Jets of The Royal Malaysian Airforce
|A Brief History|
Avon Sabre at the RMAF Museum
Royal Malaysian Air Force (RMAF) or Tentera Udara Diraja Malaysia (TUDM) was
this humble beginning, the RMAF has today expanded to include some of the most
modern aircraft being operated in the region. These include the F/A-18D, the Mig
– 29N as well as the Hawk 200.
11 Sqn had the honour of being the first fast jet equipped Suadron of the RMAF
when it was formed in October 1969 to operate the Avon CA-27 Sabre aircraft. The
15 sub – sonic Sabres aircraft were a gift by the Australian government to the
Malaysian government and assumed the role of providing air defence for the
country. Based at Butterworth Air Base, the Sabers of this squadron were armed
with twin 30mm Aden cannons and also the capability to be armed with
Sidewinders. It was powered by an Avon Mk26 engine capable of providing a
maximum thrust of 75000lb. This made it a very capable and potent aircraft
operating within the South East Asian Region at that time. This squadron adopted
a Cobra which were painted on the tailfin.
the 70’s the RMAF was looking to replace the Sabres with a more potent
aircraft to enhance and strengthen its air defence capabilities. As such, it
went on to place an order for 14 F-5E’s and 2 F-5B’s. The Northrop F-5E
Tiger II arrived in August 1975 and were inducted into the newly formed No. 12
Sqn. With the arrival of the F-5’s, the Sabers were retired from service and
No 11 Sqn was disbanded in August 1975.
taken from display at Unicorn Hobbies
and owned by Vernon Law
RMAF also purchased 13 Aermacchi MB-339M from Italy which were tasked mainly for
trainer and light strike duties. These aircraft which were powered by Rolls
Royce Viper 632 engines and were
attached to No. 3 Flight Training School based at Kuantan Air Base as well as
No. 15 Squadron based at Butterworth Air Base. The Aermacchis were joined in
1985 by 34 A-4 PTM and 6 TA-4PTM of No. 6 and No. 9 Squadron in Kuantan. The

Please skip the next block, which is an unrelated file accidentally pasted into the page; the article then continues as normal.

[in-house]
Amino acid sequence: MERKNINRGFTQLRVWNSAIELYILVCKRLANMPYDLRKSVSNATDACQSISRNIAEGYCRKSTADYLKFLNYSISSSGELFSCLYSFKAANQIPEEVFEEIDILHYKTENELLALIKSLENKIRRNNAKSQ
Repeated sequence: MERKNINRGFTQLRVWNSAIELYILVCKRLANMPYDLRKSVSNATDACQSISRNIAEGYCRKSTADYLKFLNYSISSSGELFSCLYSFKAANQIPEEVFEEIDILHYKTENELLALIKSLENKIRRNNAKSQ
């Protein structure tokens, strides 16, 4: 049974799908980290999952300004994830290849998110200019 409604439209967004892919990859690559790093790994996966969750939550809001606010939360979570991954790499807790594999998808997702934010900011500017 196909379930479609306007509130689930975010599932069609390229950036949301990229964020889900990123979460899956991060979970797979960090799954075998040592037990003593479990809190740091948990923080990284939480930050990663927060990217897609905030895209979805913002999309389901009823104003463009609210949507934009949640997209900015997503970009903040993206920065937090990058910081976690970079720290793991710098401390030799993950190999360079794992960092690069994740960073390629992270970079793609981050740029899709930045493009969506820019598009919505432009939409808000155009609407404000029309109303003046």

Skyhawks were originally stocks of A-4C and A-4L and refurbished by the Grumman
Corporation at its St. Augustine plant. The majority of the Skyhawks served the
RMAF until 1994 before they were replaced by the Bae Hawks.
6 of the Skyhawks that were converted as air refueling aircraft served
until 1999 before being retired.
The 1990’ s saw the RMAF embarking on an ambitious project to equip itself
with more capable and potent aircraft. There were initial plans to equip the
RMAF with the Panavia Tornado but the idea was dropped as the cost involved was
too high. In a drastic departure from its purchasing policy, the RMAF looked to
Russia and after lengthy evaluation, signed an agreement to purchase 18 Mig-29N
and 2 Mig -29UMN aircraft. The MIG – 29’s were attached to No. 17 and No. 19
Squadron based at Kuantan Airbase. These aircraft were delivered up to the
MIG-29 SME standard and were progressively upgraded wit in-flight fueling
capability as well as the replacement of a more advance radar system. The RMAF
also purchased 8 F/A-18 D aircraft that were assigned to No. 18 Squadron which
was also based at Butterworth Airbase.
The RMAF also purchased 18 Hawk 200 and 10 Hawk 100. These aircraft now equip No. 6 and No. 9 Squadron.
the formation of the RMAF, the Square national marking earned the RMAF the
nickname of the "Square Air Force" in this region. The 14 pointed star
in the blue square
formation of the RMAF all aircraft carried FM (for Federation Malaysia) in front
of its identification number. However the identification number was changed from
FM to M (for Malaysia) followed by number in the sequence on the type of
aircraft enter in RMAF service, e.g. M29-01 for F-5E aircraft #1. The national
insignias were also changed to a smaller roundel at this point in time. In 1986,
the RMAF switched back to square, but smaller in size national insignias.
& K T
Mazlan, S.B,Thomas & K T
Happy Birthday Malaysia
Photos and text © by Mazlan Yusof, S.B Parameswaran,Thomas Ng & K T Goh